Muscat: People who bought Galaxy Note 7 in Oman will be allowed to replace their smartphones with new ones in two to three weeks, an official at Samsung Oman said.
The company has already discussed the matter on Sunday with the Telecommunication Regulatory Authority (TRA) following reports about the device’s faulty batteries that can catch fire and even explode.
Shops have stopped selling Galaxy Note 7 all across the Sultanate and will only resume marketing the smartphone after receiving the new stock.
“The new shipment will arrive in two weeks,” the source confirmed, explaining that Samsung immediately stopped the sale when the problem cropped up.
“Although the number of affected phones may seem like a drop of water in an ocean, Samsung will not take any risks as the consumers’ safety is a priority,” he stressed.
The TRA issued a statement saying, “the TRA announces the suspension of applications for the type approval of the Samsung (Galaxy Note 7) due to the risks of the battery catching fire while charging. Should there be any update on this issue the TRA will advise the public of the same.”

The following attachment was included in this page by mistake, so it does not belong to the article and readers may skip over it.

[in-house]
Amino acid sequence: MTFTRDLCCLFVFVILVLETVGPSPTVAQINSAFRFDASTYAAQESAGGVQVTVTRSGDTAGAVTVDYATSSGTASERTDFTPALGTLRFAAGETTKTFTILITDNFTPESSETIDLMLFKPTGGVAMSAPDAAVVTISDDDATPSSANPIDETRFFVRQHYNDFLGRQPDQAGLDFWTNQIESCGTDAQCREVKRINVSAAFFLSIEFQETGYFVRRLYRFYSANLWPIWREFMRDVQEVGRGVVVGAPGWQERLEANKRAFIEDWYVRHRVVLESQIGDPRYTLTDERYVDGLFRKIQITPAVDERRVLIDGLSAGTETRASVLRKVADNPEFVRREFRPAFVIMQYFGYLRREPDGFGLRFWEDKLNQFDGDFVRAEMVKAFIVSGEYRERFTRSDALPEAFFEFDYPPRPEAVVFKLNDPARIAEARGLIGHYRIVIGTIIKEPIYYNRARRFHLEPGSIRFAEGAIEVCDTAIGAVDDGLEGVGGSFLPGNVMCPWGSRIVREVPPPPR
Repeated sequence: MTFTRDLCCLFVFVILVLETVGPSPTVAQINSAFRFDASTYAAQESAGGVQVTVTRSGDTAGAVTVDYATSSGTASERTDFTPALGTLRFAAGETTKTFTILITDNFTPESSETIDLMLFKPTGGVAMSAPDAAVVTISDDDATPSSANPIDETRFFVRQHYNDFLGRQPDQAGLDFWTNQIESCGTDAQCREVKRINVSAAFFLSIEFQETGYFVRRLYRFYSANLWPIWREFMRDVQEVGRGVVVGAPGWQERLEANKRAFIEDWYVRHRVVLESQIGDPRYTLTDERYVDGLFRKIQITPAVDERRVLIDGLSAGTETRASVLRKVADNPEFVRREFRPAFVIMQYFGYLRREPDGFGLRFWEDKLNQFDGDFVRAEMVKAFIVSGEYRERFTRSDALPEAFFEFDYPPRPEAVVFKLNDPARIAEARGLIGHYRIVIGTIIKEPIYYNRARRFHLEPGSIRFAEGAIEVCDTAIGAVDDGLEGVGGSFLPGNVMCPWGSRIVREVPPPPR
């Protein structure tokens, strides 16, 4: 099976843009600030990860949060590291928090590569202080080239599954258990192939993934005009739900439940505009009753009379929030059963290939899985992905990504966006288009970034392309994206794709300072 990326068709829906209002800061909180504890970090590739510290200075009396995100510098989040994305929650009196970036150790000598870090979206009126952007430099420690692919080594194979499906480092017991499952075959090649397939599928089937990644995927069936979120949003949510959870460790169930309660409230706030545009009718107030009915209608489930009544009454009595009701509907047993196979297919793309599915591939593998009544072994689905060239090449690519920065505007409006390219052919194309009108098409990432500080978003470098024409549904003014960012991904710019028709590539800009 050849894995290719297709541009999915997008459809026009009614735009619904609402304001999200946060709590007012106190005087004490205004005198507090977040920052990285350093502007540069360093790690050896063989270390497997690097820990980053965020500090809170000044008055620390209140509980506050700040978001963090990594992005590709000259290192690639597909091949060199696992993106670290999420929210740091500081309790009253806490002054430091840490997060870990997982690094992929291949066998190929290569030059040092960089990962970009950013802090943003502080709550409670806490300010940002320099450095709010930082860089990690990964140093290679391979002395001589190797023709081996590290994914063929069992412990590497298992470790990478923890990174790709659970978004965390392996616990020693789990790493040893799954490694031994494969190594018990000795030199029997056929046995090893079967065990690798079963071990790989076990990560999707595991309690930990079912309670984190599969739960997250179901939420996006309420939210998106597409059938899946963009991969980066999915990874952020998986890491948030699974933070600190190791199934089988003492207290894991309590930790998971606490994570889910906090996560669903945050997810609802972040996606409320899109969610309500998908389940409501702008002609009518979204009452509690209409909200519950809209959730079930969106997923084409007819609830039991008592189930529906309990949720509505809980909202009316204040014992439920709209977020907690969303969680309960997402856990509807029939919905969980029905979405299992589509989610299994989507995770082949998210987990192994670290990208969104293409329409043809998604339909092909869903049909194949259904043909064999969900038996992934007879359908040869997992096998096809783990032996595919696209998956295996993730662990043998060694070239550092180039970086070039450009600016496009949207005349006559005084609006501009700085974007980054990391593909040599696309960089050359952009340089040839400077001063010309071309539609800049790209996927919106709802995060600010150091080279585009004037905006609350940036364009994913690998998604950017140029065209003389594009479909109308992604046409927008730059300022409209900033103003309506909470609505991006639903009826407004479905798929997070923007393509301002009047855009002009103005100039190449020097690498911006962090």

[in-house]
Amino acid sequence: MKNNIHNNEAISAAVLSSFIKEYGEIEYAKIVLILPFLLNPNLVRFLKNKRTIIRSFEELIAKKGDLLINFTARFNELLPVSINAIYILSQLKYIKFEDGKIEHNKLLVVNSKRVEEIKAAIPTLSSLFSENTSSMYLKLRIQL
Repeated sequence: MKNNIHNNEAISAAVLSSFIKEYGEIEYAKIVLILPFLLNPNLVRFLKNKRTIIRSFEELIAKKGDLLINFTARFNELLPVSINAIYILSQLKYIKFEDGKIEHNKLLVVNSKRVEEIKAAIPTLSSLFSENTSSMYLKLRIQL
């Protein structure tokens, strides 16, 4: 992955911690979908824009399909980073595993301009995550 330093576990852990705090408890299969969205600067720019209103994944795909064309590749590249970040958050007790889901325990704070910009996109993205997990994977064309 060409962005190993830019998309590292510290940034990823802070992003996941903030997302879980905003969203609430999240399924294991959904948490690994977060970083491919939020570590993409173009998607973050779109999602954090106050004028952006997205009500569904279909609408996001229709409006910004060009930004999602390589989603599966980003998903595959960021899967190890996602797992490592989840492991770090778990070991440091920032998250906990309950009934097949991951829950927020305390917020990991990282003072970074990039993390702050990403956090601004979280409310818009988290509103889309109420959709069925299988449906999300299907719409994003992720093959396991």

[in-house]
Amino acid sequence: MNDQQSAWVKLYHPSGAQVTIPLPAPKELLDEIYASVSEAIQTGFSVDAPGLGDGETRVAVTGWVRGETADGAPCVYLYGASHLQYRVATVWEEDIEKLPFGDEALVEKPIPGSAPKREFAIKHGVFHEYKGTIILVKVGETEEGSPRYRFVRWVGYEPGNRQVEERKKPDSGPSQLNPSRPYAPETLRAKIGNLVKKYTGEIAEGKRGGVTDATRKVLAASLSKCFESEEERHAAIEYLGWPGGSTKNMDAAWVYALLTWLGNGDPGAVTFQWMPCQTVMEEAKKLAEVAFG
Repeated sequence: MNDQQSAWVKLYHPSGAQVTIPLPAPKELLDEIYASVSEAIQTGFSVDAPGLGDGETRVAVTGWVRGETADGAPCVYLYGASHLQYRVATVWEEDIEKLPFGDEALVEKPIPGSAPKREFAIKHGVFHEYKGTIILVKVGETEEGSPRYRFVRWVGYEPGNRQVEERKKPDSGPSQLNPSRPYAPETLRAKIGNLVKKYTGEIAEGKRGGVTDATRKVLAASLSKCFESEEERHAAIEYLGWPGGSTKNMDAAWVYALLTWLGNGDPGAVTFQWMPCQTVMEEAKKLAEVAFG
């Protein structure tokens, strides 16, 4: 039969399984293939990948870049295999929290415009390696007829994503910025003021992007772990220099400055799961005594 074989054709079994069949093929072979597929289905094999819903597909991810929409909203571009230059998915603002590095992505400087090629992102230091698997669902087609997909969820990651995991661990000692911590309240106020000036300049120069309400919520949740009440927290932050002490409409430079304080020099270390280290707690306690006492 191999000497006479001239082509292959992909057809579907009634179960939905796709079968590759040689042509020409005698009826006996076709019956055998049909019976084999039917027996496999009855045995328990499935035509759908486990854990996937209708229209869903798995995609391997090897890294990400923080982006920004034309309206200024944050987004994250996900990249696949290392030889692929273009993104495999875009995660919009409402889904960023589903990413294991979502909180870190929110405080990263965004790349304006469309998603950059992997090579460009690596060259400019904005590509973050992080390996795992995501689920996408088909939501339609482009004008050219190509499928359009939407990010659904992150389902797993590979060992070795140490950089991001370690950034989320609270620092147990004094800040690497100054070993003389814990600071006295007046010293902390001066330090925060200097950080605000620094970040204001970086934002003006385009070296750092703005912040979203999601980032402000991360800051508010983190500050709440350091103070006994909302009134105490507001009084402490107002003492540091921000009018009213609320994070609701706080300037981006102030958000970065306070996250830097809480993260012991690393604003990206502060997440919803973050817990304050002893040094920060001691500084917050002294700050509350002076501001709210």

“Things go wrong. That’s the reality of life,” said Laura Ries, president of brand-strategy firm Ries & Ries. “What matters is how you deal with it. For a high-end product, that means you go out of your way to give people replacements, get out in front and handle the problem.”
In recent months, Samsung has been expanding its already considerable market share. The company shipped 77 million smartphones in the second quarter,cornering a market share of 22.4 per cent, up from 73 million or 21.3 per cent share a year ago, according to the IDC.
Apple’s shipments dropped 15 per cent, leaving it with an 11.8 per cent market share.
Huawei posted an 8.4 per cent increase and OPPO more than doubled its shipments from a year earlier.
The recall could rob Samsung of momentum it had built by capitalising on a lull in demand for iPhones between new models.
Sales of the Note 7 will be halted in 10 countries, Koh Dong Jin, head of Samsung’s mobile division, said Friday. He said there are about 2.5 million units in the hands of users and carriers.
Lee Seung Woo, an analyst at IBK Securities Co. in Seoul, estimates that about 1 million handsets are affected by the battery problem, with about 600,000 sold overseas.
He expects shipments of the Note 7 this year will shrink to 12 million units from a previous estimate of 14 million units.
“The unexpected recall would surely irritate buyers and the latest incident looks worrisome,” Lee said.